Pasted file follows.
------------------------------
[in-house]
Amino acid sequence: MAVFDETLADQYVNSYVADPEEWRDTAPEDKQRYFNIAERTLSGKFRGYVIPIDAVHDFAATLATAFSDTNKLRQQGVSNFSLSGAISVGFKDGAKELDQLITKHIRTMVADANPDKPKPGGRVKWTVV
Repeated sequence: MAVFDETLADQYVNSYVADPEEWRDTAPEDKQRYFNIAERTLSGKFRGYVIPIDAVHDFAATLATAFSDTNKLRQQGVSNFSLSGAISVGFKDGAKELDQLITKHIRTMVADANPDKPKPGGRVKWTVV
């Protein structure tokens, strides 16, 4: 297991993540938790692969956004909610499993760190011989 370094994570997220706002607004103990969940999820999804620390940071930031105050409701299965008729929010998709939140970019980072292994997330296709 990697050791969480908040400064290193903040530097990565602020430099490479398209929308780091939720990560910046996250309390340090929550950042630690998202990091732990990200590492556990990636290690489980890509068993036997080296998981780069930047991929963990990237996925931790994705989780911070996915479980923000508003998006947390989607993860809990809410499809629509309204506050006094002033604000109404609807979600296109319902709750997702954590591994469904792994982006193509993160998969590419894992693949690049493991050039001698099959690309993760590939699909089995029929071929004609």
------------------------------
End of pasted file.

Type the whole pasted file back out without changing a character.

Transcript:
[in-house]
Amino acid sequence: MAVFDETLADQYVNSYVADPEEWRDTAPEDKQRYFNIAERTLSGKFRGYVIPIDAVHDFAATLATAFSDTNKLRQQGVSNFSLSGAISVGFKDGAKELDQLITKHIRTMVADANPDKPKPGGRVKWTVV
Repeated sequence: MAVFDETLADQYVNSYVADPEEWRDTAPEDKQRYFNIAERTLSGKFRGYVIPIDAVHDFAATLATAFSDTNKLRQQGVSNFSLSGAISVGFKDGAKELDQLITKHIRTMVADANPDKPKPGGRVKWTVV
């Protein structure tokens, strides 16, 4: 297991993540938790692969956004909610499993760190011989 370094994570997220706002607004103990969940999820999804620390940071930031105050409701299965008729929010998709939140970019980072292994997330296709 990697050791969480908040400064290193903040530097990565602020430099490479398209929308780091939720990560910046996250309390340090929550950042630690998202990091732990990200590492556990990636290690489980890509068993036997080296998981780069930047991929963990990237996925931790994705989780911070996915479980923000508003998006947390989607993860809990809410499809629509309204506050006094002033604000109404609807979600296109319902709750997702954590591994469904792994982006193509993160998969590419894992693949690049493991050039001698099959690309993760590939699909089995029929071929004609």